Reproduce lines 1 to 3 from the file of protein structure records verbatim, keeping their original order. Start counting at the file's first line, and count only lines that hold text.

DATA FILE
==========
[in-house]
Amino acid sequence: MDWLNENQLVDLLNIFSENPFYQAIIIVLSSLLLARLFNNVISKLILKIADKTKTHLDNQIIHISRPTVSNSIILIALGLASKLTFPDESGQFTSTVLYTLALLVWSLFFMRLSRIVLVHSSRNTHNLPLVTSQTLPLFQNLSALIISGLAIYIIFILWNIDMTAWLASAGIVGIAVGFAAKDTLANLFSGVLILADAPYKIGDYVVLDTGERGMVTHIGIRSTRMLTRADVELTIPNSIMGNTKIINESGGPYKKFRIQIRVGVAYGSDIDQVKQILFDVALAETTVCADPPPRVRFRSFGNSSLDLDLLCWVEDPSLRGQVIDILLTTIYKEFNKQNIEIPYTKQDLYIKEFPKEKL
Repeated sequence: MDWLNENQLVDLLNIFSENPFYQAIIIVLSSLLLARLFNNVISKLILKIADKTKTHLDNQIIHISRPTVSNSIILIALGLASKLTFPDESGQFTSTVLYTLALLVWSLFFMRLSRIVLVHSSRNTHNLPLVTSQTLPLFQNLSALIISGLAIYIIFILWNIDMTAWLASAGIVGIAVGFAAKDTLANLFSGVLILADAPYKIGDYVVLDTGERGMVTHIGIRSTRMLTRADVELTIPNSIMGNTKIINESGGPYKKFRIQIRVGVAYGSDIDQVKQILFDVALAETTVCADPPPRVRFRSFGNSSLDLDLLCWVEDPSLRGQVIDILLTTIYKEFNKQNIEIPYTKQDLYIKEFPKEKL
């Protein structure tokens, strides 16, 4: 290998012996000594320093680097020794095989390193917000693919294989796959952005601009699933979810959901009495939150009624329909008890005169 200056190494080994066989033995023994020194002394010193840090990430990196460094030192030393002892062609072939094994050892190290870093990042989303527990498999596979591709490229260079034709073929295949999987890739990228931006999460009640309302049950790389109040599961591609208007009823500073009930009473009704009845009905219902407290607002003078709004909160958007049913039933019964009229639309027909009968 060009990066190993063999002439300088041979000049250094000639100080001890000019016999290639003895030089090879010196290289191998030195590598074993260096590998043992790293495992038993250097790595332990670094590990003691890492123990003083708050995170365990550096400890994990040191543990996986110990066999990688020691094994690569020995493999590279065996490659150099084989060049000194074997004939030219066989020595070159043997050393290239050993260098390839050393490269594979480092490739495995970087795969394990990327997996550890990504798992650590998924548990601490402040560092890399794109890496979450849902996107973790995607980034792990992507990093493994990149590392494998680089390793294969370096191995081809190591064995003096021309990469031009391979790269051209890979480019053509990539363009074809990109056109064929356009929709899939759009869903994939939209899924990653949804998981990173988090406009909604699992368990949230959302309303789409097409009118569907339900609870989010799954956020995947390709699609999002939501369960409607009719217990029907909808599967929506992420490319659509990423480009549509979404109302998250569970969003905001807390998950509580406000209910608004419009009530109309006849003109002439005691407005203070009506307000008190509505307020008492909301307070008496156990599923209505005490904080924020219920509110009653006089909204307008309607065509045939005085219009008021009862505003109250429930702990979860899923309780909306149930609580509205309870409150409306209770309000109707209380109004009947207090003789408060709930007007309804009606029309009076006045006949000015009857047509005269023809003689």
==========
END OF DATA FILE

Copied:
[in-house]
Amino acid sequence: MDWLNENQLVDLLNIFSENPFYQAIIIVLSSLLLARLFNNVISKLILKIADKTKTHLDNQIIHISRPTVSNSIILIALGLASKLTFPDESGQFTSTVLYTLALLVWSLFFMRLSRIVLVHSSRNTHNLPLVTSQTLPLFQNLSALIISGLAIYIIFILWNIDMTAWLASAGIVGIAVGFAAKDTLANLFSGVLILADAPYKIGDYVVLDTGERGMVTHIGIRSTRMLTRADVELTIPNSIMGNTKIINESGGPYKKFRIQIRVGVAYGSDIDQVKQILFDVALAETTVCADPPPRVRFRSFGNSSLDLDLLCWVEDPSLRGQVIDILLTTIYKEFNKQNIEIPYTKQDLYIKEFPKEKL
Repeated sequence: MDWLNENQLVDLLNIFSENPFYQAIIIVLSSLLLARLFNNVISKLILKIADKTKTHLDNQIIHISRPTVSNSIILIALGLASKLTFPDESGQFTSTVLYTLALLVWSLFFMRLSRIVLVHSSRNTHNLPLVTSQTLPLFQNLSALIISGLAIYIIFILWNIDMTAWLASAGIVGIAVGFAAKDTLANLFSGVLILADAPYKIGDYVVLDTGERGMVTHIGIRSTRMLTRADVELTIPNSIMGNTKIINESGGPYKKFRIQIRVGVAYGSDIDQVKQILFDVALAETTVCADPPPRVRFRSFGNSSLDLDLLCWVEDPSLRGQVIDILLTTIYKEFNKQNIEIPYTKQDLYIKEFPKEKL